• Bob_Wallace

            Might I suggest Eliot Coleman’s excellent book “Four-Season Harvesting”? Those of us who live where spring comes late and winter turns up early can adapt. Our gardening problems are first world problems.

            A warmer planet would be nice for my garden, too. But it will play hell for hundreds of millions who live in places that are now too hot and too dry to comfortably support them.

            I can keep growing my tomatoes under cover for a couple more weeks and covering my strawberries when frost is threatening, but other people are watching their crops fail and cattle die.

          • Bob_Wallace

            BTW, Penny. We’re warming the planet and that is causing all sorts of climate change. Warming is even causing incidents of colder than usual weather as the Polar Vortex breaks down and the jet stream pattern is altered.

            Neither term is “the correct one”, correct choice depends on context.

    • Calamity_Jean

      That’s almost completely false. Wind power could replace half or more of fossil fuel power with little or no storage. Read some more CleanTechnica and elsewhere to learn more.

  • Banned by Bob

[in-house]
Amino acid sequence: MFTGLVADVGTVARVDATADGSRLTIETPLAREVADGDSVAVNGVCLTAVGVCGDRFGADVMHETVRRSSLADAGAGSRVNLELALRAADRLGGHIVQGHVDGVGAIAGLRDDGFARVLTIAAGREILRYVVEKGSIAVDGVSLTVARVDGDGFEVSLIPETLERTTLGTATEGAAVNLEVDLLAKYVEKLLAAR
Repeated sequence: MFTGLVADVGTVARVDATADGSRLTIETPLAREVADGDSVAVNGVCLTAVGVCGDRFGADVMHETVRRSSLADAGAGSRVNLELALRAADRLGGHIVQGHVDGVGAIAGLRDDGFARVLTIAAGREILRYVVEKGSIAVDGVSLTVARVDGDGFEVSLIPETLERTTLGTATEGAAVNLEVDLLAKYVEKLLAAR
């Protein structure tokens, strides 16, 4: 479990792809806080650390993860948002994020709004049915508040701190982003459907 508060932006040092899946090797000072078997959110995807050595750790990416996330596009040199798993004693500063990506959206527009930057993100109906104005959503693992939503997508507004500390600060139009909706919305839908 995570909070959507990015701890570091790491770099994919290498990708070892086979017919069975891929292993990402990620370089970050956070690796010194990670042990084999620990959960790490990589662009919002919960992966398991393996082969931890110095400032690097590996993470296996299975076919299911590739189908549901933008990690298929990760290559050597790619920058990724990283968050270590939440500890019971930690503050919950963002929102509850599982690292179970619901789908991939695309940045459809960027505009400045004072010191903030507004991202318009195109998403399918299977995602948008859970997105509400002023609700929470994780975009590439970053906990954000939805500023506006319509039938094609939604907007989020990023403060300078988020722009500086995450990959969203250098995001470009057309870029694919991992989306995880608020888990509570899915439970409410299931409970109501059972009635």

We’ve never had so many energy choices as we do today. Therefore, there should be no need for any subsidies of any form. Time to clean all of this up. There’s too much temptation for political greed and misconduct associated with these.

    • Penny Gray

      Excellent point. Let the free market decide our energy policies, not political cronyism.

      • Bob_Wallace

        Great, Penny. Get in touch with your senators and congress member and demand they eliminate subsidies for fossil fuels and demand that fossil fuels pay for their external costs.

        Once you get that done then the wind and solar industries will be very willing to give up their subsidies.

        That’s fair, don’t you think?

      • Peter Gray

        Except in trivial cases involving small handfuls of participants, free markets don’t solve the problem of externalities. Ever. By definition.

        I’m with you on cronyism, but before pushing free markets as the solution to everything, please take the time to educate yourself on the basics.

  • Matt

    (R-IA) IA stands for Iowa which now has 1GW+ of wind. So he like many R’s at state and local levels see a big benefit for his votes. And yes it is dishonest and misleading at best to vote to keep oil/gas/coal “give aways” and then vote to raise taxes on wind. Any tax break, or closed loop hole to a friend of the republicans is call a tax hike!

  • Chris Herz

    What happened? Did Koch Industries forget to send Mr Grassley his check?

  • Ross

    Maybe a little early to declare victory, but the tide, whatever causes those, is turning.

  • JamesWimberley

    The way to think of the wind and solar PTCs is as second-best proxies for the carbon taxes that coal and gas ought to pay but don’t. A “comprehensive energy tax reform” that simply abolished all energy tax breaks would not create a level playing field. It would however be enough to ensure the triumph of renewable energy.